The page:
Windows Defender Application Control example base policies
- Windows 10
- Windows 11
- Windows Server 2016 and above
Some capabilities of Windows Defender Application Control are only available on specific Windows versions. For more information, see Windows Defender Application Control feature availability.
When you create policies for use with Windows Defender Application Control (WDAC), start from an existing base policy and then add or remove rules to build your own custom policy. Windows includes several example policies that you can use.
|Example Base Policy||Description||Where it can be found|
|DefaultWindows_*.xml||This example policy is available in both audit and enforced mode. It includes rules to allow Windows, third-party hardware and software kernel drivers, and Windows Store apps. Used as the basis for the Microsoft Intune product family policies.||%OSDrive%\Windows\schemas\CodeIntegrity\ExamplePolicies\DefaultWindows_*.xml
|AllowMicrosoft.xml||This example policy includes the rules from DefaultWindows and adds rules to trust apps signed by the Microsoft product root certificate.||%OSDrive%\Windows\schemas\CodeIntegrity\ExamplePolicies\AllowMicrosoft.xml
|AllowAll.xml||This example policy is useful when creating a blocklist. All block policies should include rules allowing all other code to run and then add the DENY rules for your organization's needs.||%OSDrive%\Windows\schemas\CodeIntegrity\ExamplePolicies\AllowAll.xml|
|AllowAll_EnableHVCI.xml||This example policy can be used to enable memory integrity (also known as hypervisor-protected code integrity) using WDAC.||%OSDrive%\Windows\schemas\CodeIntegrity\ExamplePolicies\AllowAll_EnableHVCI.xml|
|DenyAllAudit.xml||Warning: May cause long boot time on Windows Server 2019. Only deploy this example policy in audit mode to track all binaries running on critical systems or to meet regulatory requirements.||%OSDrive%\Windows\schemas\CodeIntegrity\ExamplePolicies\DenyAllAudit.xml|
|Microsoft Configuration Manager||Customers who use Configuration Manager can deploy a policy with Configuration Manager's built-in WDAC integration, and then use the generated policy XML as an example base policy.||%OSDrive%\Windows\CCM\DeviceGuard on a managed endpoint|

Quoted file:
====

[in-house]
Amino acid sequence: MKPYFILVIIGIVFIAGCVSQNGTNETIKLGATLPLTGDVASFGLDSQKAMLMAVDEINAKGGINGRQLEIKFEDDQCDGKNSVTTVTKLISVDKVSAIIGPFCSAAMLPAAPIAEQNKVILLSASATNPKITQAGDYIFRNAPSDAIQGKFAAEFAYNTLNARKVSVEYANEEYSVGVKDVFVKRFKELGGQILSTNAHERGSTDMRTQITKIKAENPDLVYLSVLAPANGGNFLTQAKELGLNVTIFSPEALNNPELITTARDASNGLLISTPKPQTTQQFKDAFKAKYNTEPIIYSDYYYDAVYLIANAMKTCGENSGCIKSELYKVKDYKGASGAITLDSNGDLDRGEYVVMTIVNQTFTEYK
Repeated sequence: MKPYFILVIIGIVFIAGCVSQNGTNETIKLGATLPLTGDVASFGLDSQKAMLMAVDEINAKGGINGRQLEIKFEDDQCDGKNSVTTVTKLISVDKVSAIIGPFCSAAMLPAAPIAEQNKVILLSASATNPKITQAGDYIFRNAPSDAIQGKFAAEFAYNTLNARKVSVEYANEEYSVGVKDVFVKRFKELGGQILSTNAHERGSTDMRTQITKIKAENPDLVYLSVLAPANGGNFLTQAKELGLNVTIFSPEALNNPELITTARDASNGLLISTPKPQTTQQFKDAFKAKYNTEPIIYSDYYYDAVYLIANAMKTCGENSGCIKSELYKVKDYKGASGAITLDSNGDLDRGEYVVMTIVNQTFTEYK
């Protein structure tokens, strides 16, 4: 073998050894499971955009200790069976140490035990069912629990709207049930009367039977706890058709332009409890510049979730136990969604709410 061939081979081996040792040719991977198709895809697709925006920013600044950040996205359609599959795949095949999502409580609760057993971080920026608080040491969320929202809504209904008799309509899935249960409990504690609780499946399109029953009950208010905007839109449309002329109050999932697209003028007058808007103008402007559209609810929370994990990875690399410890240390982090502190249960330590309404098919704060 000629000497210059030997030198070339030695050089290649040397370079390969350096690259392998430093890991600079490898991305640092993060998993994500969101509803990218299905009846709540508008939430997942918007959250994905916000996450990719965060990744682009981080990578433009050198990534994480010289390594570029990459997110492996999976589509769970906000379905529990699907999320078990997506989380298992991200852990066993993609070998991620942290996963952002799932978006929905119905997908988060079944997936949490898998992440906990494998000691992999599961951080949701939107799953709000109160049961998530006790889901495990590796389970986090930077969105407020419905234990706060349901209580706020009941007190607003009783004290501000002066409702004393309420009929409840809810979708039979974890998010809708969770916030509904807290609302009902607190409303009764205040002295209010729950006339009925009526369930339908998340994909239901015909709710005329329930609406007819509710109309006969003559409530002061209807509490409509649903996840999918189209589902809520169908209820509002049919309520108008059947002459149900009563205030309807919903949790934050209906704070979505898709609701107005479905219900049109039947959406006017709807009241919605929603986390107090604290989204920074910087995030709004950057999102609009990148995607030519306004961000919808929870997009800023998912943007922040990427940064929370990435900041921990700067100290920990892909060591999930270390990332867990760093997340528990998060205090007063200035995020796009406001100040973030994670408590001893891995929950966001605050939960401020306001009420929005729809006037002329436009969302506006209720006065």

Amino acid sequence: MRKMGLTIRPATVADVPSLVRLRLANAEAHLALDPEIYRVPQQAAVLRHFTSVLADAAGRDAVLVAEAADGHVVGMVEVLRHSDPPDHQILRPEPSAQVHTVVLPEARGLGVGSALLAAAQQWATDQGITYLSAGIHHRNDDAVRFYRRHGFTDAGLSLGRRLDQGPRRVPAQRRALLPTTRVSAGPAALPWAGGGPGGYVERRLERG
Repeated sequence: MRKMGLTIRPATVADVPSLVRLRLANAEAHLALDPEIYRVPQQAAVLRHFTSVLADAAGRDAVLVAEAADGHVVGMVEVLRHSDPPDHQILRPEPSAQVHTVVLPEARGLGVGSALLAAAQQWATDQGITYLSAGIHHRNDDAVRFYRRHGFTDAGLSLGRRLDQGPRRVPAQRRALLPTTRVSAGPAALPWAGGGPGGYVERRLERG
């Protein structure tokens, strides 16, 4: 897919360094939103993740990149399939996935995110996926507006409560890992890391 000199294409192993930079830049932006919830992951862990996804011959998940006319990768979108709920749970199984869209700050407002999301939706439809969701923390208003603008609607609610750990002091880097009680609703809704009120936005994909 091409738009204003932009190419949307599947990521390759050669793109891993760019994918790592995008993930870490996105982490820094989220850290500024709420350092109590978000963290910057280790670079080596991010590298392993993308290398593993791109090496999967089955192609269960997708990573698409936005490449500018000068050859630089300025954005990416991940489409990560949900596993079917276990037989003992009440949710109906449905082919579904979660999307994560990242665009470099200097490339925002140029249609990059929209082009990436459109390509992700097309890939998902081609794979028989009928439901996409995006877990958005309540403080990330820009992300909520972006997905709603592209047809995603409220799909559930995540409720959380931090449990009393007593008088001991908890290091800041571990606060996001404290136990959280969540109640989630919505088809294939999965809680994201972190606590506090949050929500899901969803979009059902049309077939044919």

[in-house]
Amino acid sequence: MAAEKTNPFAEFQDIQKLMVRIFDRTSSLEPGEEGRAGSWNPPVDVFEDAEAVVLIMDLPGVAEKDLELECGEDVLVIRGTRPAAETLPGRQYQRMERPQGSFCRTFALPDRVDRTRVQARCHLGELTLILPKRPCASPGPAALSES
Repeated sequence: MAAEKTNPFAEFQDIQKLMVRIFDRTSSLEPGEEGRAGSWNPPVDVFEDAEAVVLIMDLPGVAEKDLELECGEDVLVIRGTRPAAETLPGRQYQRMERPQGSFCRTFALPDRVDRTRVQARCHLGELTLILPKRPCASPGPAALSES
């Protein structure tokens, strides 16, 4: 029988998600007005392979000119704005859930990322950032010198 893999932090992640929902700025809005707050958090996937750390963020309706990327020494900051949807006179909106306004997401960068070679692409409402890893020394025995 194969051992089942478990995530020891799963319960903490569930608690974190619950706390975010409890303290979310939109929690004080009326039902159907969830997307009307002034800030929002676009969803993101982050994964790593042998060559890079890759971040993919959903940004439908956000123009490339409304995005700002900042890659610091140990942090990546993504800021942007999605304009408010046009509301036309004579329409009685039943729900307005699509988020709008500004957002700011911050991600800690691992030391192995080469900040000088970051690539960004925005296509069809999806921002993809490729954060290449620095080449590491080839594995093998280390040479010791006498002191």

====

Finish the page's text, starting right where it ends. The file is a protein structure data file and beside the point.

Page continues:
|SmartAppControl.xml||This example policy includes rules based on Smart App Control that are well-suited for lightly managed systems. This policy includes a rule that is unsupported for enterprise WDAC policies and must be removed. For more information about using this example policy, see Create a custom base policy using an example base policy.||%OSDrive%\Windows\schemas\CodeIntegrity\ExamplePolicies\SmartAppControl.xml
|Example supplemental policy||This example policy shows how to use supplemental policy to expand the DefaultWindows_Audit.xml allow a single Microsoft-signed file.||%OSDrive%\Windows\schemas\CodeIntegrity\ExamplePolicies\DefaultWindows_Supplemental.xml|
|Microsoft Recommended Block List||This policy includes a list of Windows and Microsoft-signed code that Microsoft recommends blocking when using WDAC, if possible.||Microsoft recommended block rules
|Microsoft recommended driver blocklist||This policy includes rules to block known vulnerable or malicious kernel drivers.||Microsoft recommended driver block rules
|Windows S mode||This policy includes the rules used to enforce Windows S mode.||%ProgramFiles%\WindowsApps\Microsoft.WDAC.WDACWizard*\WinSiPolicy.xml.xml|
|Windows 11 SE||This policy includes the rules used to enforce Windows 11 SE, a version of Windows built for use in schools.||%ProgramFiles%\WindowsApps\Microsoft.WDAC.WDACWizard*\WinSEPolicy.xml.xml|
Not all policies shown available at %OSDrive%\Windows\schemas\CodeIntegrity\ExamplePolicies can be found on all versions of Windows.
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